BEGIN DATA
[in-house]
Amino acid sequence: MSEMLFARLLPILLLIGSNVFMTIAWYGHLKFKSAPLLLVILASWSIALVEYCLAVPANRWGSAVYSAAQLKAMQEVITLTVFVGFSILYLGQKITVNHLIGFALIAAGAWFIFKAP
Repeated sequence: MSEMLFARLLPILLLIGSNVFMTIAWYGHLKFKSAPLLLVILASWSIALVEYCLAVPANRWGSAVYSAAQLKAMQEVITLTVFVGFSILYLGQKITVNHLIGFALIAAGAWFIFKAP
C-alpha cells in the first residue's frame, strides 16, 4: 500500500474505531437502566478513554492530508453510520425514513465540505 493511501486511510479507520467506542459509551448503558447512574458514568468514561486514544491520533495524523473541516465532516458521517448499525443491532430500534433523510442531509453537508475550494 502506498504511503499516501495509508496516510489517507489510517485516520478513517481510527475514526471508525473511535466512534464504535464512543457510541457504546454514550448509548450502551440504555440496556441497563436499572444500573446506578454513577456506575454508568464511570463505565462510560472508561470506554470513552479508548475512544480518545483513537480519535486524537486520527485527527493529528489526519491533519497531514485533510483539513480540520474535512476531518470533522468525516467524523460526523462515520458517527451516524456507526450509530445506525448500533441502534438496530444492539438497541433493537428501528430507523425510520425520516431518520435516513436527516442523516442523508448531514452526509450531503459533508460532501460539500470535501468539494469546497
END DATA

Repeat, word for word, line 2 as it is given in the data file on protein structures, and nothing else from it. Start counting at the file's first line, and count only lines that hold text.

Amino acid sequence: MSEMLFARLLPILLLIGSNVFMTIAWYGHLKFKSAPLLLVILASWSIALVEYCLAVPANRWGSAVYSAAQLKAMQEVITLTVFVGFSILYLGQKITVNHLIGFALIAAGAWFIFKAP